The Story of Little Red Riding Hood

Overview

From the Caldecott Honor-winning illustrator of Casey at the Bat comes a rich and exquisitely crafted edition of one of the best-known tales by the Brothers Grimm. Christopher Bing captures the light and darknessas well as the deep emotional coreof the story of an innocent girl and the wolf who would devour her, in this most magnificent and definitive version of the classic fairy tale.
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Overview

From the Caldecott Honor-winning illustrator of Casey at the Bat comes a rich and exquisitely crafted edition of one of the best-known tales by the Brothers Grimm. Christopher Bing captures the light and darknessas well as the deep emotional coreof the story of an innocent girl and the wolf who would devour her, in this most magnificent and definitive version of the classic fairy tale.
Read More Show Less

Editorial Reviews

Publishers Weekly
Bing (Lincoln Shot) works his potent visual magic on this old tale. There's little hint of trouble in the first spreads: Red Riding Hood, modeled on one of Bing's children, embodies blonde innocence, and the large, naturalistic wolf accosts her in a seductively idyllic forest shot through with sunbeams. Red Riding Hood is seen approaching the door of Grandmother's house from above, as if through a security camera, but little else foreshadows the ferocity of the wolf's attack as fangs snap at the girl and Grandmother's nightstand candle and books fly toward viewers. Even at the point of the hunter's gun, the sleeping wolf's image unsettles; he lies belly up, eyes closed, bathed in blue light. On the last four pages, Bing offers a second version, illustrated in black and white ("Little Red Riding Hood was on her guard and kept right on going"), while a third, Perrault's tale (which offers no happy ending), appears as a pamphlet at the very end. Romantics may prefer Gennady Spirin's recent retelling, but Bing drives home Perrault's moral that "...tame wolves/ Are the most dangerous of all." Ages 5–up. (Oct.)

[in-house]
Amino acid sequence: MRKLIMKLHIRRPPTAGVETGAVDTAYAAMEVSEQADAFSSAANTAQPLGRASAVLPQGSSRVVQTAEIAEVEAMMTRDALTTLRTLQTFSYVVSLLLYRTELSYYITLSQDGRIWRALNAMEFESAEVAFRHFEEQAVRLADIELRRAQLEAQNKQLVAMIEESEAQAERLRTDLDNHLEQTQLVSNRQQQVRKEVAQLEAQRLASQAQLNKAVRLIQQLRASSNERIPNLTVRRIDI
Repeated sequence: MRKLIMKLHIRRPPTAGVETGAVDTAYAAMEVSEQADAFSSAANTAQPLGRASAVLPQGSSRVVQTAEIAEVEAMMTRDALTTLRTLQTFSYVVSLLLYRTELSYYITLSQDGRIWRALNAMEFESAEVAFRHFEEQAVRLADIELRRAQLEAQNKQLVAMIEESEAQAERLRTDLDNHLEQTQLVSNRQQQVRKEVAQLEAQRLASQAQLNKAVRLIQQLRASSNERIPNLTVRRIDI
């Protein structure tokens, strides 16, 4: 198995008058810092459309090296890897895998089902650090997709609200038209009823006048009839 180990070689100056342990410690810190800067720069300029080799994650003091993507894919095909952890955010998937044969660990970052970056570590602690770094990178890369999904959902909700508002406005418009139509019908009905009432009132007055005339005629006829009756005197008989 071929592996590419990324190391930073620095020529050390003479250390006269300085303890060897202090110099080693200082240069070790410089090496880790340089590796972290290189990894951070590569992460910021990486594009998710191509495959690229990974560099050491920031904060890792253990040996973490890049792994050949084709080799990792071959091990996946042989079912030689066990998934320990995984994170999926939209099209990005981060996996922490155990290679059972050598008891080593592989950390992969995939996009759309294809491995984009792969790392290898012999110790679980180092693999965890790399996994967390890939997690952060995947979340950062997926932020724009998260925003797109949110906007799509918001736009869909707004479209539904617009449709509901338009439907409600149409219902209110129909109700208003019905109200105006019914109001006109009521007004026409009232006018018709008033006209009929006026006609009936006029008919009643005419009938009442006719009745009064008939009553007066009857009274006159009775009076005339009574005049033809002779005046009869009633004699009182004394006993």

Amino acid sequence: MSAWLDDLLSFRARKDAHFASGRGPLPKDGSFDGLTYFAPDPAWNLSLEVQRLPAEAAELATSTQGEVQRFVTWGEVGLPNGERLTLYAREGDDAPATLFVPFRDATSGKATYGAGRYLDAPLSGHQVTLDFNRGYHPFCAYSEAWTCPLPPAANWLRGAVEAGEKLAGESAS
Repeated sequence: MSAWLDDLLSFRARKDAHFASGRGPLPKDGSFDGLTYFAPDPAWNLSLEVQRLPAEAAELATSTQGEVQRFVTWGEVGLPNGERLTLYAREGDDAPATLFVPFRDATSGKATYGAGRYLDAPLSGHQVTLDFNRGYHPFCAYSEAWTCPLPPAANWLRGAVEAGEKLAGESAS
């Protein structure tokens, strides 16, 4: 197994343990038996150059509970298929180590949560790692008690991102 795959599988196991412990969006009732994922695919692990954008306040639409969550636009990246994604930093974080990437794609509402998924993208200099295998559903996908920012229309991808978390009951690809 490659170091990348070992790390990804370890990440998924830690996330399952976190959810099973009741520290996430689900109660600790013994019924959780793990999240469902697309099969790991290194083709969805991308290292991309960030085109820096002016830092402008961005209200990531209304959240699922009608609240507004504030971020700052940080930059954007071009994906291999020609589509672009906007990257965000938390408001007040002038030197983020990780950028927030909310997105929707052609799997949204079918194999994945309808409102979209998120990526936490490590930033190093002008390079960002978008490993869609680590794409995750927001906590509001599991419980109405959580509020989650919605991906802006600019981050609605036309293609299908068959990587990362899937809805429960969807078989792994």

Children's Literature - Ken Marantz and Sylvia Marantz
Little Red Riding Hood of the traditional folktale smiles out at us through an oval opening in the mock old-fashioned embossed jacket. She appears framed atop the similar cover inside. The Grimm Brothers' text is printed in frames on tinted pages that appear antique. In this version, a huntsman rescues both grandmother and child. Bing illustrates double-page scenes with multiple borders as he scatters wildflowers casually around the edges of the text. Fine pen and ink textured line drawings, with intense watercolors added in the first version, create a realistic forest and characters. Our heroine is particularly attractive. Several close-ups evoke appropriate emotions that climax in a turbulent depiction of the wolf's attack. A second version, printed on superimposed yellowed pages with black-line illustrations has Little Red Riding Hood heeding her mother's warning and arriving at her grandmother's directly. There they outwit the wolf, who drowns. A copy of The Tale of Little Red Riding Hood by Charles Perrault with original illustrations by Ludwig Richter is printed on a small fold-out pasted to the end page. In this version, the girl is simply "gobbled up." A lengthy moral warning follows the abrupt ending. Reviewer: Ken Marantz and Sylvia Marantz
Kirkus Reviews

This unusual edition of the classic cautionary tale features no fewer than three versions: the familiar Brothers Grimm one; a lesser-known sequel from the same source in which Little Red and her grandma are on the alert this time; and, as a lagniappe, Perrault's earlier and darker rendition on a small folio glued to the rear endpaper. All three texts come from recent translations, and all three are illustrated in different but similar styles—the Perrault with 19th-century engravings, the others with the same realism, closely hatched lines and, for the main version alone, bright and subtly modulated watercolors. The wolf exudes menace, but Bing scatters real pressed flowers over the bucolic woodland scenes, and the closest he comes to depicting the gruesome parts is a view of the wolf's skin stretched out on a frame in the second version. The uncensored, authentic earthiness—Little Red's delivery to her grandma of cake and wine and a closing warning in the Perrault about the danger of "little ladies" allowing even "tame, pleasant, and gentle" wolves into their chambers—gears this toward more sophisticated audiences. (source note) (Picture book/fairy tale. 8 & up)

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Product Details

  • ISBN-13: 9780811869867
  • Publisher: Chronicle Books LLC
  • Publication date: 9/8/2010
  • Pages: 40
  • Sales rank: 1,302,638
  • Age range: 6 - 9 Years
  • Product dimensions: 9.66 (w) x 12.34 (h) x 0.45 (d)

Meet the Author

Christopher Bing, an illustrator whose work includes The Midnight Ride of Paul Revere and Casey at the Bat, lives with his family in Lexington, Massachusetts.
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